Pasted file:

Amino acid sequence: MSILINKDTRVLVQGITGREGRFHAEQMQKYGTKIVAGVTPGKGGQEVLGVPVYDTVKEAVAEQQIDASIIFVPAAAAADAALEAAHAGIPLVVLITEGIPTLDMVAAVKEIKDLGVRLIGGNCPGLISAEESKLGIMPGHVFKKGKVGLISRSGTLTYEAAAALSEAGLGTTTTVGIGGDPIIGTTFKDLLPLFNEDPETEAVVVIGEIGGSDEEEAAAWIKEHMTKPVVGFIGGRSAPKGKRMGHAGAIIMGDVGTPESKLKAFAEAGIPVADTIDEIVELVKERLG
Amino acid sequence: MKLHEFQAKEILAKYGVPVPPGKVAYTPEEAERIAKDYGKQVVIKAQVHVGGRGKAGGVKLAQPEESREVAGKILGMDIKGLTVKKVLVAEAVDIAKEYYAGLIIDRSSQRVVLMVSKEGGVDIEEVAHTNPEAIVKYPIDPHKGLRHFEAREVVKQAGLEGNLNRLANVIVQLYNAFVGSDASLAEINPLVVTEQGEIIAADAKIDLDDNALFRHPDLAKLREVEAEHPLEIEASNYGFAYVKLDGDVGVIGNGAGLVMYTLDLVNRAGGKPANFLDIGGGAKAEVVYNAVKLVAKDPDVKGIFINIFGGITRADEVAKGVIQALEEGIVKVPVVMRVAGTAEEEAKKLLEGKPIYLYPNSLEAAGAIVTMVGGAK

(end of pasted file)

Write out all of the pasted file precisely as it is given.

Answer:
Amino acid sequence: MSILINKDTRVLVQGITGREGRFHAEQMQKYGTKIVAGVTPGKGGQEVLGVPVYDTVKEAVAEQQIDASIIFVPAAAAADAALEAAHAGIPLVVLITEGIPTLDMVAAVKEIKDLGVRLIGGNCPGLISAEESKLGIMPGHVFKKGKVGLISRSGTLTYEAAAALSEAGLGTTTTVGIGGDPIIGTTFKDLLPLFNEDPETEAVVVIGEIGGSDEEEAAAWIKEHMTKPVVGFIGGRSAPKGKRMGHAGAIIMGDVGTPESKLKAFAEAGIPVADTIDEIVELVKERLG
Amino acid sequence: MKLHEFQAKEILAKYGVPVPPGKVAYTPEEAERIAKDYGKQVVIKAQVHVGGRGKAGGVKLAQPEESREVAGKILGMDIKGLTVKKVLVAEAVDIAKEYYAGLIIDRSSQRVVLMVSKEGGVDIEEVAHTNPEAIVKYPIDPHKGLRHFEAREVVKQAGLEGNLNRLANVIVQLYNAFVGSDASLAEINPLVVTEQGEIIAADAKIDLDDNALFRHPDLAKLREVEAEHPLEIEASNYGFAYVKLDGDVGVIGNGAGLVMYTLDLVNRAGGKPANFLDIGGGAKAEVVYNAVKLVAKDPDVKGIFINIFGGITRADEVAKGVIQALEEGIVKVPVVMRVAGTAEEEAKKLLEGKPIYLYPNSLEAAGAIVTMVGGAK